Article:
That’s the goal of SF 2113, which passed the Legislature unanimously. The bill requires training for educators on suicide awareness and prevention. Local school boards will include an hour of evidenced-based training on suicide prevention and “postvention” as part of a licensed educator’s professional development each year.

In addition, licensed school personnel who have regular contact with students will get an hour of training to help them identify adverse childhood experiences (ACEs) so that their impact can be minimized. ACEs can have negative effects on a person’s health and wellbeing throughout life. These experiences can include enduring abuse, witnessing domestic violence or substance abuse in the home.


In the Equifax security breach last year, hackers stole Social Security numbers, birth dates, addresses and other personal information from an about 143 million Americans, including 1.1 million Iowans.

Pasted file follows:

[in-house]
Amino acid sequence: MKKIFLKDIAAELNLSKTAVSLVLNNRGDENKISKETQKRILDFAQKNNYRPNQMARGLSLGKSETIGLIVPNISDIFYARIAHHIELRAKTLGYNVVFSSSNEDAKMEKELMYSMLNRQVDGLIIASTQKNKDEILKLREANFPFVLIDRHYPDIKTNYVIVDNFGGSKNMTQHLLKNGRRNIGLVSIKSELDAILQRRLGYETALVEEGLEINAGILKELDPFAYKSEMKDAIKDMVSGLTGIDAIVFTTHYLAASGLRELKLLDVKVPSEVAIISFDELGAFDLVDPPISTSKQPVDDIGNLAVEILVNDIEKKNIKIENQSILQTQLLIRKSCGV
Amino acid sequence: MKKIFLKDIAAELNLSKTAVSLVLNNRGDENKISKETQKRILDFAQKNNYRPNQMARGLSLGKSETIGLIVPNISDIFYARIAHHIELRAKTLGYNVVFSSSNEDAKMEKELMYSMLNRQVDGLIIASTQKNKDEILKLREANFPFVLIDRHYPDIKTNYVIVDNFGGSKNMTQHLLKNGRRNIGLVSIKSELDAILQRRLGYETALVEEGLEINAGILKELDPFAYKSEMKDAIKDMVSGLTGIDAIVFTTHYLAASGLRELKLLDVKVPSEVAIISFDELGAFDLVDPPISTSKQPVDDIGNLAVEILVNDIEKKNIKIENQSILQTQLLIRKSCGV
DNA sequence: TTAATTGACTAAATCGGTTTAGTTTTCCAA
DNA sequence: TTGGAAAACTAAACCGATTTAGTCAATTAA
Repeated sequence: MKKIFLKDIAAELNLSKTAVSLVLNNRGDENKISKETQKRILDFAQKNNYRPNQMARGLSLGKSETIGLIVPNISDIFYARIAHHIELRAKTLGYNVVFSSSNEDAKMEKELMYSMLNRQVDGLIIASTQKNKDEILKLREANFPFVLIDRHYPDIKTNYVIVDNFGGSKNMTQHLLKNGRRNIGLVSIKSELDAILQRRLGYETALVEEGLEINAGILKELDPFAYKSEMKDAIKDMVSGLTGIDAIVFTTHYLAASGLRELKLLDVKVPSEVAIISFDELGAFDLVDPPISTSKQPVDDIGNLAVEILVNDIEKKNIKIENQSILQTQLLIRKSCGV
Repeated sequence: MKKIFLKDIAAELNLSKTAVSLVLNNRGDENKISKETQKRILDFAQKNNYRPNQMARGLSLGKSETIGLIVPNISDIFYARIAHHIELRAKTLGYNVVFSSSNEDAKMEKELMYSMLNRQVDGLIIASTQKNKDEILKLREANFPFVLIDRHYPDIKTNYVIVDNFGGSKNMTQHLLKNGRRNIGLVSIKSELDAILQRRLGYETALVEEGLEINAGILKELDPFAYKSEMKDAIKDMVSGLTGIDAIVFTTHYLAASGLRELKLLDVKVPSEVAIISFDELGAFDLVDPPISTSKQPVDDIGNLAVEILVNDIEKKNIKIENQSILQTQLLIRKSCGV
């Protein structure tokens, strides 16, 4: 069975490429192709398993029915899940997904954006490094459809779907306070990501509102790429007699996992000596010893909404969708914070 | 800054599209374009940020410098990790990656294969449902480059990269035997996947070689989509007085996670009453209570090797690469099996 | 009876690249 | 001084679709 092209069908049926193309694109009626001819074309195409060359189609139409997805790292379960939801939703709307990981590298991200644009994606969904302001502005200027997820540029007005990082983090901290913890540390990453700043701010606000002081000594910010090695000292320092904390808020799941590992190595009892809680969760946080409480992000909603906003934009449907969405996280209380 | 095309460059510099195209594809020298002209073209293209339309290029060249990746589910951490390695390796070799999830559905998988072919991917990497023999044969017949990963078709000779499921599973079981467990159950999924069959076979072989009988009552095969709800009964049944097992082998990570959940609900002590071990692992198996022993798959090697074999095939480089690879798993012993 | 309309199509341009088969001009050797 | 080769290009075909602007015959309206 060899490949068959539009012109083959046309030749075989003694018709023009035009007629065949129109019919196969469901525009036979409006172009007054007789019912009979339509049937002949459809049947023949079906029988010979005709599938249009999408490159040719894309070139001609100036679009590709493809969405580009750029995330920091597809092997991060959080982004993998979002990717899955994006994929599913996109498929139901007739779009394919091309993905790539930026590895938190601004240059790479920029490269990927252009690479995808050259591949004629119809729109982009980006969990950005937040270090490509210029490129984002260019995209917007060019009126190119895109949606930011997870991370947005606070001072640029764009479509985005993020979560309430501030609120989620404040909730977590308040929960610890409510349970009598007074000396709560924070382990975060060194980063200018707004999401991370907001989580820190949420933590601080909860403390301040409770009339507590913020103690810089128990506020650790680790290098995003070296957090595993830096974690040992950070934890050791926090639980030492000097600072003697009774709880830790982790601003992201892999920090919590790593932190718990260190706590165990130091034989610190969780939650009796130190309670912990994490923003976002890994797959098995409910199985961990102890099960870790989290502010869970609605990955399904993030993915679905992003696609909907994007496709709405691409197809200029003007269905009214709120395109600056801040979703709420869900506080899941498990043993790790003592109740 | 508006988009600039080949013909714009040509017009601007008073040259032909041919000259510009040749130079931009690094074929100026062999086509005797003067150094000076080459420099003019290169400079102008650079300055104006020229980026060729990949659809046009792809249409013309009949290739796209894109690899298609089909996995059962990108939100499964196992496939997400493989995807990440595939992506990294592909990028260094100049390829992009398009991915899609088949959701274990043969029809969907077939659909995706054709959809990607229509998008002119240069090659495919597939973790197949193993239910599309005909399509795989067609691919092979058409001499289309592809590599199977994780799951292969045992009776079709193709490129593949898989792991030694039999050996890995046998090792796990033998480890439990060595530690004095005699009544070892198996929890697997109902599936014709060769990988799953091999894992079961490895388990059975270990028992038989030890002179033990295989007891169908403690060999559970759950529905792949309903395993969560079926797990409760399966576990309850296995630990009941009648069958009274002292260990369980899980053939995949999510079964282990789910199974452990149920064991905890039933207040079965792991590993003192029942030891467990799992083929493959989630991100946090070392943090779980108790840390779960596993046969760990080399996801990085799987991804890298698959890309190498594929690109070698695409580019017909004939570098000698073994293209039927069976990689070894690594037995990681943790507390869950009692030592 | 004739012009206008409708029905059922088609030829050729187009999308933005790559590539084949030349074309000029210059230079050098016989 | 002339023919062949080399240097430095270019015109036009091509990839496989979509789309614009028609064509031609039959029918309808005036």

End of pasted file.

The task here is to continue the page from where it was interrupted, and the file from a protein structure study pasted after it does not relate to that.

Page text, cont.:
Wary of identity theft, many consumers requested a freeze on their credit reports. They then learned that they had to pay a fee to get the freeze and pay again if they wanted to lift the freeze.

SF 2177 bans such credit reporting agencies as Equifax, Experian and TransUnion from charging fees when Iowans freeze checks on their credit reports. The bill has been approved by the Legislature and awaits the Governor’s signature.

Freezing prevents anyone, including an identity thief, from opening a new line of credit in your name. If you need to apply for a credit card, loan or job that requires a background check, you can have the freeze lifted, even temporarily.

In other consumer protection news, the Iowa Attorney General hopes to learn how Iowans were affected by the recently revealed Facebook privacy breach.

The data of at least 50 million Facebook profiles may have been misused by software developers. If you use certain apps, Facebook’s policies allowed developers to access the personal data of your Facebook friends without their knowledge or consent.

Iowa Attorney General Tom Miller has joined a bipartisan nationwide coalition demanding answers from Facebook CEO Mark Zuckerberg about these practices, including: